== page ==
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Soda industry pours millions into campaign to defeat Richmond tax

Rex Sorgatz/Flickr

The beverage industry has spent nearly $2.5 million to crush a soda tax ballot measure in Richmond, records show, in a costly bid to keep the idea of taxing sugary drinks from spreading nationwide.

“This is basically a battleground in a national debate," said Chuck Finnie, a spokesman for the campaign against Richmond’s Measure N. "The consequence might be that other cities follow suit.”

The measure on Tuesday’s ballot aims to reduce obesity in Richmond by placing a penny-per-ounce tax on businesses that sell sugar-sweetened beverages. The measure would raise an estimated $3 million a year, which local officials have promised to spend on youth athletic and health programs.

If voters approve the measure, Richmond could become the first city in the country to impose a 1-cent-per-ounce tax on sugary drinks, including soda, chocolate milk and so-called energy drinks such as Red Bull.

A similar measure is on the ballot in the Southern California city of El Monte. As of last week, the industry had contributed nearly $1.3 million to defeat that measure, much of it for advertisements targeting ethnic communities.

In Richmond, if opponents win the roughly 15,000 votes they estimate that they need to defeat Measure N, their spending would come to about $165 per vote. That is nearly four times the record amount GOP candidate Meg Whitman spent for each vote during her failed 2010 bid for governor.

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The industry’s spending dwarfs the $69,000 raised by supporters of the measure, campaign finance filings submitted last week show.

Advocates of Measure N say that sugar is a toxin that contributes to obesity and leads to a wide range of other ailments, including diabetes, heart disease and cancer. Recent studies show that the city’s young people have higher rates of obesity than in neighboring communities, with more than half of children overweight. 

Reducing childhood consumption of sugary beverages is key to reducing childhood obesity and its long-term health consequences, said Richmond City Councilman Jeff Ritterman, a retired cardiologist who proposed the measure.

“The real focus here is on our children and the fact that everybody in the medical world has agreed that sugar sweetened drinks are a cause of diabetes,” Ritterman said.

In Richmond, a city of about 100,000, the industry argues that the tax would increase the cost of living for the poor and prompt some families to buy their groceries in neighboring cities, which would be a blow to Richmond shop owners. They also question whether the tax revenue would actually be used to address the problem of childhood obesity.

“It’s going to mean higher prices and higher grocery bills, which will hit families regardless of whether or not they drink soda,” argued Finnie, the opposition spokesman. "They see soda companies as a new revenue stream.”

The Community Coalition Against Beverage Taxes – the leading campaign expenditure group funded by the American Beverage Association – has spent most of the money on advertisements, including No on N signs, billboards and television ads.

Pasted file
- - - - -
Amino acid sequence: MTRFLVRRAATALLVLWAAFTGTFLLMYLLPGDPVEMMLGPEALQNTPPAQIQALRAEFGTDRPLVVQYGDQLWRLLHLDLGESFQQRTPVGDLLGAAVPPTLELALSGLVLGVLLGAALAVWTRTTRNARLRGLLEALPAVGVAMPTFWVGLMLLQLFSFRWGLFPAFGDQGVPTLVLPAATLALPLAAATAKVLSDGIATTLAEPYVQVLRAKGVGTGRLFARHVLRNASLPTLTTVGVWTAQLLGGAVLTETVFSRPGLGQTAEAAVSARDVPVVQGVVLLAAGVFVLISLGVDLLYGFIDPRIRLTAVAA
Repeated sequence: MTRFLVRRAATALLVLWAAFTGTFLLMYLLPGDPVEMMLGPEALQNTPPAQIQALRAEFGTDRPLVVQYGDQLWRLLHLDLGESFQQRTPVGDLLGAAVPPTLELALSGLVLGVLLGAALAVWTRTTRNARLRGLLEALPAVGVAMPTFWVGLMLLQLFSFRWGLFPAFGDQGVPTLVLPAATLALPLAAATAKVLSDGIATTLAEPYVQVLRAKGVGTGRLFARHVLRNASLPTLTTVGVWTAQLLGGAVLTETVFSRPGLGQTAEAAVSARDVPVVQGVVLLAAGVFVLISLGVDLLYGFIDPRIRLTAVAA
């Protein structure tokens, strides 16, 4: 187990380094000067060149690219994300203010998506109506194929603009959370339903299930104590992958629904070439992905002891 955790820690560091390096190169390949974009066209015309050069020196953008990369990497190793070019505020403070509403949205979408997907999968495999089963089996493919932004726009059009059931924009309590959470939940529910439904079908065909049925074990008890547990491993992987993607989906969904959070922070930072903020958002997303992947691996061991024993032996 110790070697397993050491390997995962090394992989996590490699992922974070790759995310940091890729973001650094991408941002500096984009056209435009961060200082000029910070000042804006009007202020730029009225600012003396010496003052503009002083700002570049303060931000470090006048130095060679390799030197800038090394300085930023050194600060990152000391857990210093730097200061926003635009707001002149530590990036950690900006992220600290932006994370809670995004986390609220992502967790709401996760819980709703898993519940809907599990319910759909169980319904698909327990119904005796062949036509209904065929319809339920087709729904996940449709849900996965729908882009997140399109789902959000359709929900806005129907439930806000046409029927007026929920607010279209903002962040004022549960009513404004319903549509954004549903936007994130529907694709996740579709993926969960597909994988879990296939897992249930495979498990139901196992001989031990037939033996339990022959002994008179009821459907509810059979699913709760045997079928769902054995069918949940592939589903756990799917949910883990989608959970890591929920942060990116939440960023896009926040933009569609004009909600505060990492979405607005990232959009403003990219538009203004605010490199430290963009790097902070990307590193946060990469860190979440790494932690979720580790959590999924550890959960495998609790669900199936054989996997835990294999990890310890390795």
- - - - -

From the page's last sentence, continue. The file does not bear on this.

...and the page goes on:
One 30-second spot, which is also featured on the No on N campaign website, urges viewers to read the "fine print" on the revenue generated if Measure N passes, which would be directed to the city's general fund and not to specific children's programs.

Proponents say money raised from the tax would be spent to counter the effects of obesity among Richmond’s young people.

The No on N campaign also received a boost from Texas-based movie theater chain Cinemark USA Inc., which has funded advertisements aired at the company’s Hilltop theater complex in Richmond since September. Like the billboards, the ads target low-income families who opponents say would suffer the most from the tax.

To combat the flood of outside spending, supporters of the measure held a town hall meeting Monday at the Bethlehem Missionary Baptist Church, led by Ritterman. Mayor Gayle McLaughlin spoke in favor of the measure, telling dozens of supporters that the city “had to start somewhere” to fight rising rates of obesity.

In early September, Ritterman went to Philadelphia to meet privately with Mayor Michael Nutter to discuss how to secure passage of Measure N. Nutter twice pushed initiatives to impose a 2-cents-per-ounce tax on sugary drinks in Philadelphia – both of which failed in the face of heavy industry opposition.

After the 45-minute meeting in Nutter’s office, Ritterman said he left with a clear conclusion: “He was beaten by them throwing their money around,” he said. “That was the reality of it, and that was what he said we needed to be prepared for. I’m still not sure how you prepare for that.”

Regardless of the outcome at the polls, Ritterman said Measure N has been successful in moving the conversation on childhood obesity forward. While critics say the tax unfairly targets beverages, Ritterman said the societal cost of not taxing sodas would be greater in the long run in the form of increased medical costs and lower workforce productivity for young people.

Ritterman acknowledges the measure may be defeated Tuesday, but he believes that eventually Americans will be convinced of the wisdom of taxing sugary beverages to reduce consumption.

"These soda taxes are coming," Ritterman said. "On one level, if we fail it's a tragedy. On another, we've shed light where there was darkness, and more people understand the issue. We've definitely advanced things."

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